Always a staunch enemy of the GOP, Paul Krugman’s partisanship has gone into overdrive in the Trump-era to the point where he appears to be suffering from Stage 4 Trump Derangement Syndrome. Even CNN appears tame by comparison.
President Trump has personally blasted the columnist for losing all credibility with his “false and highly inaccurate writings,” and there’s no hyperbole there.
On the night of the election Krugman made his first prediction of what would follow economically – and his predictions have only been downhill from there.
The Stock Market is Doomed Under Trump!
When it became clear that Donald Trump would win the presidential election late into the night on November 8th, the futures market initially panicked, with the Dow Jones shedding over 800 points.
Before the markets even had the chance to open the following day, Krugman took to his New York Times column to predict they would never recover. “It really does now look like President Donald J. Trump, and markets are plunging. When might we expect them to recover? … If the question is when markets will recover, a first-pass answer is never.”
The Dow closed up 250 points the next morning – and you all know what’s happened since.
Admittedly I’m not sure how to calculate the margin of error on the difference between “never” and “the next day.”
Krugman in 2017 – There Will Be No Return to 3% Growth
Appearing on Bloomberg in March 2017, Krugman expressed doubt that we’d be seeing a return to 3% economic growth under the Trump administration.
He reiterated the same point later in the year on Twitter, arguing that it would be difficult to achieve 3% growth due to baby boomers leaving the workforce.
Now, the Trump tax cuts didn’t take effect until the start of 2018, and growth was 3.1% from the fourth quarter of 2017 to fourth quarter of 2018. Even more impressive, the economy was only projected to grow 2% according to the baseline under Obama.
A Recession is Coming!
In February Krugman predicted that a recession is coming “this year or next.”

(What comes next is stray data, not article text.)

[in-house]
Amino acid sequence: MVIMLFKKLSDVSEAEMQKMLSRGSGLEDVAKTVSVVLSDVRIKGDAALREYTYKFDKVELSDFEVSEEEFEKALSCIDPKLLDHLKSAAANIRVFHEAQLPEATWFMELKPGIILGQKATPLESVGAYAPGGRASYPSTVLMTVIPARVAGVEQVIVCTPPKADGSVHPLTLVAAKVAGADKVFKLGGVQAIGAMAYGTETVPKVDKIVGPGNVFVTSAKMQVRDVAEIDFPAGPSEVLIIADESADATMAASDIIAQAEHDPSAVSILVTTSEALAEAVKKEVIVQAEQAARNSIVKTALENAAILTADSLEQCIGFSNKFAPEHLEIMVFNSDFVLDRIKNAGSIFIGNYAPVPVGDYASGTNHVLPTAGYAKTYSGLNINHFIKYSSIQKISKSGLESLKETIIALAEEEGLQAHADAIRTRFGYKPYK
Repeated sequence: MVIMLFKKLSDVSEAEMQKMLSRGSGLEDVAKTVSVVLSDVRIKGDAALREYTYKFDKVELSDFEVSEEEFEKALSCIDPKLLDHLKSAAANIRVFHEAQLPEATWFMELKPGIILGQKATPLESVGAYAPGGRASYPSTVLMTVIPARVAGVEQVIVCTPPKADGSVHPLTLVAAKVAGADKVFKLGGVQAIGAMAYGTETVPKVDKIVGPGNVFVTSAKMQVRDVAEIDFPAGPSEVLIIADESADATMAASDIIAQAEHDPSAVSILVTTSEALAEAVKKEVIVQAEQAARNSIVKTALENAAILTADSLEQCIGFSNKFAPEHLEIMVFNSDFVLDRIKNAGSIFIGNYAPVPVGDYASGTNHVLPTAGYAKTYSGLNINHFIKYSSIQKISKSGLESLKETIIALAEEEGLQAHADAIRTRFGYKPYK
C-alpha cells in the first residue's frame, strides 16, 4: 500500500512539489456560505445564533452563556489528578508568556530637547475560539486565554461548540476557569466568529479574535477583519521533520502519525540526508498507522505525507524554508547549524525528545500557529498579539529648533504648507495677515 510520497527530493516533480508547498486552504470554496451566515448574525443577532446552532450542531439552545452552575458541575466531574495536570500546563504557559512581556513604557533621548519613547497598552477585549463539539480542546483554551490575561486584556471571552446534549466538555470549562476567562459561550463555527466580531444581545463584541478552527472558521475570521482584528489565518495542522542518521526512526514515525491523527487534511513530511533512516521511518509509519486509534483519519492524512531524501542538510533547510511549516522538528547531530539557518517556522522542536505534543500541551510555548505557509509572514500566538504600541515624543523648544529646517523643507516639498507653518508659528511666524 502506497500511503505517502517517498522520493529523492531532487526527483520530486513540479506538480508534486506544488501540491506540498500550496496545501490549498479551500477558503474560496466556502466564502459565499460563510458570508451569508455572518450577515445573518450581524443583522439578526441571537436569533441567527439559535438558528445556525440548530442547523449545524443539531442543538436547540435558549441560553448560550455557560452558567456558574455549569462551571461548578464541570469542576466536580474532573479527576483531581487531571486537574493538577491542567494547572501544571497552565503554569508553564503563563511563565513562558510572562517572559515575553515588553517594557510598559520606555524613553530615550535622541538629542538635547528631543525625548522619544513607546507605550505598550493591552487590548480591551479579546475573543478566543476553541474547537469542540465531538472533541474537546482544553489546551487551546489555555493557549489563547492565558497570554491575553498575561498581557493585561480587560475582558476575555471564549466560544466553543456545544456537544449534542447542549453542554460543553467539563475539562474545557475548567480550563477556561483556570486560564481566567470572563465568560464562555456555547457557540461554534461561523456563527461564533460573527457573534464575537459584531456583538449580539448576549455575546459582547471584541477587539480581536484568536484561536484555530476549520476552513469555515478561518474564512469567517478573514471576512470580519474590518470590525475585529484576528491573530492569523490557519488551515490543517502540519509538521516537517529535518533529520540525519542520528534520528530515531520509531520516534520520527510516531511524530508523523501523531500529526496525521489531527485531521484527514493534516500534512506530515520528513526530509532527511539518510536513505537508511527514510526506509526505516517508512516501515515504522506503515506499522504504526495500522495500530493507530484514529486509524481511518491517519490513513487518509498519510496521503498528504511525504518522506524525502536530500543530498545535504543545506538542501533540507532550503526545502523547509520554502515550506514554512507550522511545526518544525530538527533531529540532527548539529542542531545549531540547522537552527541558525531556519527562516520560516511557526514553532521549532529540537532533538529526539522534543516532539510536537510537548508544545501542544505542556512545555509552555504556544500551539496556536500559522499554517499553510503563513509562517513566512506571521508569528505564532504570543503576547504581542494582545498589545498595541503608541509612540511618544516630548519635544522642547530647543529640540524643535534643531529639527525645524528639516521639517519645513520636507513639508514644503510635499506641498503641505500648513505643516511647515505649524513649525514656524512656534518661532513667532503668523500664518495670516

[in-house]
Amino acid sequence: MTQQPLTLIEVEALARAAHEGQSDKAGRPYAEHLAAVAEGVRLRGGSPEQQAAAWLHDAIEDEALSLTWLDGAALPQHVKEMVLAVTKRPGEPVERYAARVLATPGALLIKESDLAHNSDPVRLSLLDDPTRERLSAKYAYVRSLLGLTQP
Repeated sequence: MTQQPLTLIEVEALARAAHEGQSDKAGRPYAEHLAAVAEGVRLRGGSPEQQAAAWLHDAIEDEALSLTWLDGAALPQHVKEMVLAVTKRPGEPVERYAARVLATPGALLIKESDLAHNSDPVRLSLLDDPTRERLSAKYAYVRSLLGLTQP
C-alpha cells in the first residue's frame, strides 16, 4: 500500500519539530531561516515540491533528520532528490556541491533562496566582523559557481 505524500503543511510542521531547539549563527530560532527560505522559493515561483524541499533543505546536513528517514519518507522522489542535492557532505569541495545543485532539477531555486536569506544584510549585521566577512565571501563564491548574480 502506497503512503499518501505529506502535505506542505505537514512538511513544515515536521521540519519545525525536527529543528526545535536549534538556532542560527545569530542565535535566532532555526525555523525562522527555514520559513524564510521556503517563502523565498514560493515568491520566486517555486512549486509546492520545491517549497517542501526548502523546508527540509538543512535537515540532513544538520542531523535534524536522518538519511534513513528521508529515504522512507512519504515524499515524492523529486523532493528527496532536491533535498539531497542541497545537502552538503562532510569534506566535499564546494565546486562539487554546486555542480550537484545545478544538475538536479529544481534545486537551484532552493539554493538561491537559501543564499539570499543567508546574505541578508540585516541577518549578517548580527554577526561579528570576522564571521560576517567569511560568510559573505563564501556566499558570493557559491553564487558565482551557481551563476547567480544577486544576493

We’ve gone a decade without a recession (which historically occur roughly every seven years), so it wouldn’t be all to surprising if the economy did see a brief recession sometime in the future. But don’t be ready to give Krugman any credit for his predictive ability, because he’s been predicting a recession under the Trump administration every single year of his presidency. Anyone can be a prophet when they make the same prediction every day.
It is worth noting how Krugman has dialed back the severity of his prediction. On election night Krugman predicted that Trump would throw the entire planet’s economy into a recession. He now admits “By the way, my track record for this is bad—as is everybody’s. No one is good at calling these turning points.”
A Historical Comedy of Errors
It’s not just under the Trump-era that the world’s most arrogant economist has butchered his predictions.
In 1998, Krugman dismissed the rise of the internet’s popularity and its eventual economic effects: “The growth of the Internet will slow drastically, as the flaw in ‘Metcalfe’s law’–which states that the number of potential connections in a network is proportional to the square of the number of participants–becomes apparent: most people have nothing to say to each other! By 2005 or so, it will become clear that the Internet’s impact on the economy has been no greater than the fax machine’s.”
Only four years later Krugman came up with a plan to save the economy from the technology bubble which had just went bust – create another economic bubble! “To fight this recession the Fed needs…soaring household spending to offset moribund business investment. [So] Alan Greenspan needs to create a housing bubble to replace the Nasdaq bubble.” And with that came the worst financial crisis since the great depression.
And that’s not all! In 2010 he predicted that we’d begin experiencing deflation – when in reality we experienced relatively low inflation. In 2008 he predicted that Europe would outperform America economically – and then the financial crisis hit, and Europe was hit far harder than the U.S. (and took much longer to recover from it). On eleven occasions between April 2010-July 2012 Krugman predicted that the Euro would collapse – which obviously never happened.
Next time you see a prediction from the New York Times’ economic expert, be sure to take it with a grain of salt. Or perhaps a pound of salt.